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    1. I think he said he didn’t believe until he caught whatever it is on camera. Unfortunately he’s monetised his footage meaning unless you pay you won’t see it.

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    2. Pay to watch it? Ive heard it all now.

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    3. There’s a poster here: https://www.unexplained-mysteries.com/forum/topic/50056-bobbie-pollock-nessie-video/ who claims to be Pollocks niece. She’s the one who states he’s charging per view. Post #21 & 27 on 7/10/12

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    4. You just beat me too it Latman...was just about to post the same.
      The film must have been shown in full back in 2002.
      From the Scotsman,March 12,2002:
      'It was viewed 30 times by Mark Stewart ,Scottish sea life sanctuary,Argyll.....
      "...after viewing the video,along with other members of my staff,and noting the unusual movement of the creature,we could not say that what we were seeing was a seal".
      Also Gary Campbell stated,having viewed the video," we were sure it wasn't a seal because it comes so far out of the water".

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    5. Well after watching the clip i can safely say i would not pay to watch it.

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  8. Roy, you mentioned the exhibition centre showing the film, is it the one that showed there was a red canoe on the shore nearby? If it is then i have seen that myself.If it is the Bobby Pollock one then i can confirm it is indeed not conclusive.

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  9. Phoenix man no I avnt seen full vid only prob 10-15 seconds of it..i know wer ur coming from cus I heard it was the real deal so imagine my excitement wen I was at the Loch and heard a clip from it was on the film in drum...sadly I left dissapointed to be honest!!! Doesn't proove a creature never mind a large one... .In my humble opinion of course. Its on a documentary on YouTube.. a clip from it...see what u think. . Cheers

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  10. Just had a good scour thru vids I've watched and good news I've found it... Soz I'm working away and only got my phone so can't share link... But go to YouTube and type in 'Naked science Loch Ness and its there... Vid is 50 odd minutes and ull find it roughly just after 31 mins.. Its Mr raynor analizing it... Enjoy... Cheers lads!!

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    1. Thank you Roy.
      I just watched it.
      Certainly the little clip shown is not impressive as evidence of a creature. Just leaves me wondering about the entire sequence.
      I'll inquire about Mr.Pollack.

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  11. The Pollock video is of zero significance. A black dot/blur barely visible from a shaky video. A floating dark sock would be more impressive.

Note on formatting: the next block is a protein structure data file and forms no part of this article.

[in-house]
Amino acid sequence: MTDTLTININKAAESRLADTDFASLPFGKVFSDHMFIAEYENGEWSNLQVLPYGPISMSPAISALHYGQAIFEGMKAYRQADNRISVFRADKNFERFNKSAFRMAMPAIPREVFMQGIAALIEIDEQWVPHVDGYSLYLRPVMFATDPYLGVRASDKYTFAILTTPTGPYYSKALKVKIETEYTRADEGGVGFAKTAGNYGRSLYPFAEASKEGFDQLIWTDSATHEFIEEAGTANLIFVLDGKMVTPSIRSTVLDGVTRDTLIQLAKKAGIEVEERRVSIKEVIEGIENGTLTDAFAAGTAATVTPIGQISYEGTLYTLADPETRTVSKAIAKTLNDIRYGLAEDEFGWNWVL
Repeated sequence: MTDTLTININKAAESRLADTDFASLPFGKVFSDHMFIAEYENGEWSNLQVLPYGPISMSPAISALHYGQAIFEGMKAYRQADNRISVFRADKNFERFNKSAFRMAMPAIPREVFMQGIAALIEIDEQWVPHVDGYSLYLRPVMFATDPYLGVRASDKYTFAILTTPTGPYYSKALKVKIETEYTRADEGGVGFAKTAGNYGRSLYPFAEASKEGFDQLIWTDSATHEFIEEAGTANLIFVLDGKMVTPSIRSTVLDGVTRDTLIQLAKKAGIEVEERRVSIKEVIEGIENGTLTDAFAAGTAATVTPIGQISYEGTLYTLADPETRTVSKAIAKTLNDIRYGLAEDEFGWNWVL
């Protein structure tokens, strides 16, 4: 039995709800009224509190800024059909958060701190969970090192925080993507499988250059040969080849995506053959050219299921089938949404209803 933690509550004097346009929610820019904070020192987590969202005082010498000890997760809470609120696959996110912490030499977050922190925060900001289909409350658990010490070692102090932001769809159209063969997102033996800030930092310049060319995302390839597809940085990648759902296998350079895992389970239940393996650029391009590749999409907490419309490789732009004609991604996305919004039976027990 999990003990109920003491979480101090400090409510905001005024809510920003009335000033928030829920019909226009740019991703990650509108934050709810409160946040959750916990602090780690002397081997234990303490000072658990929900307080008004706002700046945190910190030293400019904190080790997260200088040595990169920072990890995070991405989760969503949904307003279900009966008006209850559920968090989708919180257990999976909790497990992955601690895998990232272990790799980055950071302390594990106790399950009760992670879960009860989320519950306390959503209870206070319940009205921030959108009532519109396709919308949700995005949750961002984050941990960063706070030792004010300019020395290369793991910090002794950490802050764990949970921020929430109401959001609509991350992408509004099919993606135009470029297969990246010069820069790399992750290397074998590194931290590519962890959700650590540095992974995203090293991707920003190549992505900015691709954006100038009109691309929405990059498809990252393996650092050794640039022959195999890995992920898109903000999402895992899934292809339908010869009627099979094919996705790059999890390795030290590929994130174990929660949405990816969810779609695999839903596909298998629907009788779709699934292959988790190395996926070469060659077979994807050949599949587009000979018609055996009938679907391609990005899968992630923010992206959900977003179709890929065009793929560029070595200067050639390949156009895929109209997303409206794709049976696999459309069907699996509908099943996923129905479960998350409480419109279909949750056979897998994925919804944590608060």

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    1. It was heralded as definitive proof, he won a prize for best sighting or whatever as well. I think there’s been many clips claiming to be his. Have you definitely seen his?

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    2. Definitive proof? Of what?

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    3. Just for the record, I don’t know for a fact as I haven’t seen it. That being said, it’s supposedly definitive proof of something large in the loch. I’m sure I read somewhere that Mr Shine approved of the video as well, though typically I can’t find the bit I read that on.

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  12. Looking back at the Pollock video I must admit I may be mistaken - I'm thinking of a video Dick Raynor critiqued. I found a film still on this site from a post of Rolands from 2017. A frame of the Pollock video and it is a dark blur of something at least above the surface. Nothing impressive but I should give the video a chance!
    I believe there is a mystery unsolved as yet within Loch Ness but I have yet to see a film or photo of something convincing.

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  13. Aren't pinnipeds by and large gregarious animals? If the LNM was of this family wouldn't they be seen a lot more and wouldn't they become used to people and probably begging for food all the time?

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  14. Cheers phoenix man..glad I cud find it for u! Its defo unusual as u don't get many vids like that but intrestin Mr raynor pointing out maybe a canoe nearby.. It cud be a person swimming and splashing about! It certainly isn't definite proof of a large creature in the loch.. Far from it! Summit different though.....cheers

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  15. Anyone making you pay for a video of a cryptid is at it. Both a charlatan and a liar. Just look at the litany of pay per view frauds in the Bigfoot community. If you had something worth watching you'd sell it for a good fee and so far every single case has turned out to be a poor fraud.

    PS good review GB.

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  16. I've had no success in trying to locate Mr.Pollock using social media. My inquiry to Glasgow postal service yielded nothing. Most of us have seen the clip referenced above but I'm curious about the entire 3.5 minutes film. It must have been impressive to have evoked such positive reactions as stated in my earlier post.
    If anybody can help to locate Bobby Pollock please let us know.